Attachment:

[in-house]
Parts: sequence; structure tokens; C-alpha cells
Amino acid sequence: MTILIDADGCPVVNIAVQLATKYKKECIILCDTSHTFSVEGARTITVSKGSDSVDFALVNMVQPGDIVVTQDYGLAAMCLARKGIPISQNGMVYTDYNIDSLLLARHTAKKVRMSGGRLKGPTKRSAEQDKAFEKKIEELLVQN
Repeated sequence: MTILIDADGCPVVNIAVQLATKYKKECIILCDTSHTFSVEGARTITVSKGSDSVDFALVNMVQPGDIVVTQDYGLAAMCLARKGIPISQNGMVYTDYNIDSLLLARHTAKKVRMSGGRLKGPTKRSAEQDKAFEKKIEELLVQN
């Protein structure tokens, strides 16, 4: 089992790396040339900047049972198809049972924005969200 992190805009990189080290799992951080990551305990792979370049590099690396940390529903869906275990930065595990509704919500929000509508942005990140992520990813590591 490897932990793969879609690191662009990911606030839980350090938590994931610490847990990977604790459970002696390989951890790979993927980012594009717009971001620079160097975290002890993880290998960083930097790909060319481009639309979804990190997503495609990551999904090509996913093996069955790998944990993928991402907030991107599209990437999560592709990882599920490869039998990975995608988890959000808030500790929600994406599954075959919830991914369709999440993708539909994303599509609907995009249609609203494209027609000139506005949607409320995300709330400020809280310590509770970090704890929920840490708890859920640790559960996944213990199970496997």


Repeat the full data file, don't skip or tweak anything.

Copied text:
[in-house]
Parts: sequence; structure tokens; C-alpha cells
Amino acid sequence: MTILIDADGCPVVNIAVQLATKYKKECIILCDTSHTFSVEGARTITVSKGSDSVDFALVNMVQPGDIVVTQDYGLAAMCLARKGIPISQNGMVYTDYNIDSLLLARHTAKKVRMSGGRLKGPTKRSAEQDKAFEKKIEELLVQN
Repeated sequence: MTILIDADGCPVVNIAVQLATKYKKECIILCDTSHTFSVEGARTITVSKGSDSVDFALVNMVQPGDIVVTQDYGLAAMCLARKGIPISQNGMVYTDYNIDSLLLARHTAKKVRMSGGRLKGPTKRSAEQDKAFEKKIEELLVQN
């Protein structure tokens, strides 16, 4: 089992790396040339900047049972198809049972924005969200 992190805009990189080290799992951080990551305990792979370049590099690396940390529903869906275990930065595990509704919500929000509508942005990140992520990813590591 490897932990793969879609690191662009990911606030839980350090938590994931610490847990990977604790459970002696390989951890790979993927980012594009717009971001620079160097975290002890993880290998960083930097790909060319481009639309979804990190997503495609990551999904090509996913093996069955790998944990993928991402907030991107599209990437999560592709990882599920490869039998990975995608988890959000808030500790929600994406599954075959919830991914369709999440993708539909994303599509609907995009249609609203494209027609000139506005949607409320995300709330400020809280310590509770970090704890929920840490708890859920640790559960996944213990199970496997």